Am I the only one who doesn't care about program rank?

Discussion in 'Psychology [Psy.D. / Ph.D.]' started by Psychbird, Dec 14, 2005.

  1. Psychbird

    Psychbird Member
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    It seems like everyone is worried about getting into the top programs. I just want to get in!
     
  2. JatPenn

    JatPenn Senior Member
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    don't worry about rankings, but also, you shouldn't just want to "get in." make sure you get into a program where you are doing the sort of research you want to be doing and where you can be happy. it is VERY important. if you don't, take a couple of years off to work in a research environment.
     
  3. Psychbird

    Psychbird Member
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    That's what I meant - I have a very decided research interest that I want to pursue in grad school, and I've been going by match alone, not by rank. But it seems like everyone is so worried about getting into a top tier school... I don't see the point in that. I suppose if you want an academic career, but even then it seems like more trouble than it's worth. I just hope to get a good quality job and have research opportunities when I emerge.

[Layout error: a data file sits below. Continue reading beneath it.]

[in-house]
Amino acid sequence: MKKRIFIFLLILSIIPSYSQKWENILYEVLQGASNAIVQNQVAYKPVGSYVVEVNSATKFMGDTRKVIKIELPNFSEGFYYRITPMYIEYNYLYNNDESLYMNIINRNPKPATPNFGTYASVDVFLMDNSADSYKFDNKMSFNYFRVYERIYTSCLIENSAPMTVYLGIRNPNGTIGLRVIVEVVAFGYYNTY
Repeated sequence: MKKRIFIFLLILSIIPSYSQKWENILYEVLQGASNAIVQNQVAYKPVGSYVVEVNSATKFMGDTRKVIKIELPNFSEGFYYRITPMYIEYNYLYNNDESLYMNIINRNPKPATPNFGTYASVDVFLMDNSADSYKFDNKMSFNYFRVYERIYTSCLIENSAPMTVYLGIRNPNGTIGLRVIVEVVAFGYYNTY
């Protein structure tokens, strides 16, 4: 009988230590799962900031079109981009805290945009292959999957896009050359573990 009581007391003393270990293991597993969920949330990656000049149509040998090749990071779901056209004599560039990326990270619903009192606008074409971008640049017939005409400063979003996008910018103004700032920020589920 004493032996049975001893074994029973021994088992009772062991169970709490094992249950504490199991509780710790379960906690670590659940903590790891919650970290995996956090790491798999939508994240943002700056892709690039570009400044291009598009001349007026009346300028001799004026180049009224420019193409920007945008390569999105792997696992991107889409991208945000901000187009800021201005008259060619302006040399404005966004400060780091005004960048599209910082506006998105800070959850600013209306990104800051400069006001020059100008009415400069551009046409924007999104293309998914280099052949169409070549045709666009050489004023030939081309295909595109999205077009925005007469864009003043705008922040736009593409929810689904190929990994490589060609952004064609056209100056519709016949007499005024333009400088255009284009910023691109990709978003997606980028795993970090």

4. JatPenn

    JatPenn Senior Member
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    good attitude. of course, there are lots of benefits to getting your graduate training at a "top tier" school, but if you work hard enough and are productive in grad school, it won't really matter where you came from.
     
  5. joetro

    joetro Senior Member
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    I very much agree with these posts, although sometimes it does work out that the great matches with really exciting research interests that match your own are at the top places. I think you can get a great education and be very productive and competitive at any place, and you can slack off at a great school and miss out in your chance. It's more what you make of it.
     
  6. clinpsychgirl

    clinpsychgirl Senior Member
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    Point well made joetro. I think it's also important to keep in mind that a person can go to a "top" school (or even a lower ranked school for that matter) and still have the cards stacked against him/her. If, for example, a student choses a "match" mentor that looks good on paper (e.g. prolific), one should keep in mind that perhaps this researcher may be less inclined to spend the time to personally invest in his/her students' future careers. The best defense is picking the brains of current mentors and grad students in order to find out which mentors will actually...well... mentor!
    Good luck everyone!
     
  7. Forensic M.S.

    Forensic M.S. Senior Member
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    i could care less about the reputation. some of the most pretigious schools have horrible psych departments, i prefer a close relationship with faculty and fields of study that are what i want to study.

    i am staying away from big colleges.
     

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